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CHIPS Articles: Rules for Using IT Right

Rules for Using IT Right
By Darcee Branham - January-March 2016
Why can’t I plug my cell phone into my office workstation or install my handy applet on my office computer? With global cybersecurity threats by multiple organized threat actors, our behaviors provide a first line of defense in protecting our warfighters and supporting mission effectiveness with the least possible cybersecurity risk.

With the massive increase in new technologies, it is tempting to immediately start using new technologies, or to quickly perform a personal task using office technology during the work day. We sometimes think that we can do things just this once or that Department of the Navy IT policy delays my mission. These thoughts and actions open a window for our enemies to pounce.

According to Symantec’s 2015 Internet Security Threat Report, there were more than 317 million new pieces of malware created in 2014, which translates to nearly 1 million new threats released each day. The report points out that the top five zero-day vulnerabilities of 2014 were actively used by attackers for a combined 295 days before patches were available. While many of the vulnerabilities have minimum impact, they redirect security resources from larger impact, high priority security issues.

Using DON IT for anything other than the intended purpose can affect our ability to secure our environment, accomplish our mission, and maintain public trust in our organization. For example, using a Department of the Navy email account to register at a non-official web-site may misrepresent the DON and open opportunities for phishing scams; streaming music may slow the network down and create delays for those using the network to perform their mission; and using or installing unauthorized software may provide an entry point for an adversary.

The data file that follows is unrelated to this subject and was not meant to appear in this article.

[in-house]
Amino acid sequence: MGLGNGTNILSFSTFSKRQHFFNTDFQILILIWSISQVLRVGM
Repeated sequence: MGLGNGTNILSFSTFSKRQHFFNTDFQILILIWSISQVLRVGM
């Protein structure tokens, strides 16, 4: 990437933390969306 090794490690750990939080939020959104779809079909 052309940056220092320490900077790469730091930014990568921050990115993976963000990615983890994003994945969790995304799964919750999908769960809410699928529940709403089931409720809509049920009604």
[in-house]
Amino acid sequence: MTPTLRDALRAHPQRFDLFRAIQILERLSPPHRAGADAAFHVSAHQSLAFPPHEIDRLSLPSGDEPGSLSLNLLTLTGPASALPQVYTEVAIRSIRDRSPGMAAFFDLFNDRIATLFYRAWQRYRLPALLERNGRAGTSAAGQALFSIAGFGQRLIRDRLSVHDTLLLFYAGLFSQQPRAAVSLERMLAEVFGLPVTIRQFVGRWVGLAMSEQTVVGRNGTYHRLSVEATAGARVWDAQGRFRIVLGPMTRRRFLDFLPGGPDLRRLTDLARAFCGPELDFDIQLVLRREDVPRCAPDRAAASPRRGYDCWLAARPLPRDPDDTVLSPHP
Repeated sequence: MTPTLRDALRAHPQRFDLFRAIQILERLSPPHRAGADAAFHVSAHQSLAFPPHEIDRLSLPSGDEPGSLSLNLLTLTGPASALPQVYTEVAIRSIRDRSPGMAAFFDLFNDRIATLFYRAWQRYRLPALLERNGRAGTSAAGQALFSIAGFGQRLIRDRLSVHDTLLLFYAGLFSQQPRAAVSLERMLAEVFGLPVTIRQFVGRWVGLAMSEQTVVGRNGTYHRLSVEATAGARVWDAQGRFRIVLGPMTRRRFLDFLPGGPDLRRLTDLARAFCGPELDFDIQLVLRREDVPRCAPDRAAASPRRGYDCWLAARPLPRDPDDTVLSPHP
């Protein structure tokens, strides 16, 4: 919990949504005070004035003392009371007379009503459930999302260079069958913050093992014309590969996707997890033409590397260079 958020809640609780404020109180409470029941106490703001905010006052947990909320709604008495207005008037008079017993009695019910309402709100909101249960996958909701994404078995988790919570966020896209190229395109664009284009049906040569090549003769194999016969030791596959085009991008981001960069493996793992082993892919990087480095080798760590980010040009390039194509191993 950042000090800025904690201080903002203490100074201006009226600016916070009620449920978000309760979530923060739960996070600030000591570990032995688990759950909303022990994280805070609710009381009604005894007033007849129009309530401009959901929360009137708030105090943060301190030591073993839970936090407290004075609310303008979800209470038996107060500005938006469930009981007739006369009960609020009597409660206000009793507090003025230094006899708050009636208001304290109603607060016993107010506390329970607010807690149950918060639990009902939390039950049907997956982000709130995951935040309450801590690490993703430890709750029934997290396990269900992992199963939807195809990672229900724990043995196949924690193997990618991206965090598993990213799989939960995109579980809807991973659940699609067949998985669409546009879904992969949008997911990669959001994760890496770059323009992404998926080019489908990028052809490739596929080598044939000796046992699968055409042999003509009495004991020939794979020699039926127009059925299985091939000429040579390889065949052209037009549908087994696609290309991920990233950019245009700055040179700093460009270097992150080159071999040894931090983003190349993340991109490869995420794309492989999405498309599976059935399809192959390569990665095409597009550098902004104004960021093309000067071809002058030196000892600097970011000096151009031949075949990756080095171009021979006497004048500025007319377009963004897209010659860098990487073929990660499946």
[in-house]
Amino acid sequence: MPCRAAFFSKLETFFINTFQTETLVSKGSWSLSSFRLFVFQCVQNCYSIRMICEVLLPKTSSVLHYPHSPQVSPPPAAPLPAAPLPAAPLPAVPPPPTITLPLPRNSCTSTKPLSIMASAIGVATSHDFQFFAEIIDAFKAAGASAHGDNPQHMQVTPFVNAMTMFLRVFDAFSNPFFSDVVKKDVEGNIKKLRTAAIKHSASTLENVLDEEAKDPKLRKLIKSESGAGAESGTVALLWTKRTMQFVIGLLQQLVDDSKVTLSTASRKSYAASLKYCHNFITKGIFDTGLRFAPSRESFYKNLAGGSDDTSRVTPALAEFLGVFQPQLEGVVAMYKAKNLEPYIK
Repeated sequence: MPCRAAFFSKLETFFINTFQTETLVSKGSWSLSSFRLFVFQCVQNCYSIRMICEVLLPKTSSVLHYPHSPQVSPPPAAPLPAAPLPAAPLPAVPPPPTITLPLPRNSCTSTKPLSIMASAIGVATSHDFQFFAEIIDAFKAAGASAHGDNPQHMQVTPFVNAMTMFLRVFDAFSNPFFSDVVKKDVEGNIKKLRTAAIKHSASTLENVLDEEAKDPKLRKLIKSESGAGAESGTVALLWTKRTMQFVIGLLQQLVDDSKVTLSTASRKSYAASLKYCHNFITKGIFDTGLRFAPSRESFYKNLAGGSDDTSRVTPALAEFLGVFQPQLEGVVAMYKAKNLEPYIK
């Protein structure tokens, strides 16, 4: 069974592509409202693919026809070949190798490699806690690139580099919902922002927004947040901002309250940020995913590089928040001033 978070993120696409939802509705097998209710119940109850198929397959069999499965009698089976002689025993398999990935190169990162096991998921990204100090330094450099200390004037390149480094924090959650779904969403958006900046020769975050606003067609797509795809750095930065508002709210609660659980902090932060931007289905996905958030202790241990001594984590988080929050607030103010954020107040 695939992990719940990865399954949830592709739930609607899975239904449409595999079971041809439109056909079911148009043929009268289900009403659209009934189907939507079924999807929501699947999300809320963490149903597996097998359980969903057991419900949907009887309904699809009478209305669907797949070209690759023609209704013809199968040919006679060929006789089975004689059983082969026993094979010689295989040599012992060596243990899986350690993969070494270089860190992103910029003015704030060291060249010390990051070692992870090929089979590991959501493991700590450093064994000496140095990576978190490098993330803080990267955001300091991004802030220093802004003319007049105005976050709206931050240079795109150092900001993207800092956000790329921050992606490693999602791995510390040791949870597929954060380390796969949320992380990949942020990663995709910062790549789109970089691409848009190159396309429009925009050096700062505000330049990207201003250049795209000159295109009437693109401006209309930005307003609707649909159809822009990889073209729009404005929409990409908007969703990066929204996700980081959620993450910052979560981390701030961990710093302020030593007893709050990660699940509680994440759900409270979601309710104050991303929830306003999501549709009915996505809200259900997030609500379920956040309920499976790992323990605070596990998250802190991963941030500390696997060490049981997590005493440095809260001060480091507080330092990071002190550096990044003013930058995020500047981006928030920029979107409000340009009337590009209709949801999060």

Along with good configuration management, expedient patching, strong password security, and other best practices, it is our individual responsibility as DON military, civilians, and contractors, to use DON IT in an acceptable manner.

The DON Chief Information Officer recently updated the “DON Acceptable Use of Information Technology” and expects to publish the update shortly. The policy covers email practices, social media use, partisan political activity, handling controlled unclassified information, and many other topics.

To ensure the most effective cyber defense, we must remain vigilant in following good cybersecurity practices and safe, legal, and effective use of information technology.

Darcee Branham is a Project Management Professional (PMP), Certified Information Systems Security Professional (CISSP) and Certified Ethical Hacker (CEH), and member of the Cybersecurity Team in the office of the DON CIO.

Visit the DON CIO website for more information: www.doncio.navy.mil/

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CHIPS is an official U.S. Navy website sponsored by the Department of the Navy (DON) Chief Information Officer, the Department of Defense Enterprise Software Initiative (ESI) and the DON's ESI Software Product Manager Team at Space and Naval Warfare Systems Center Pacific.

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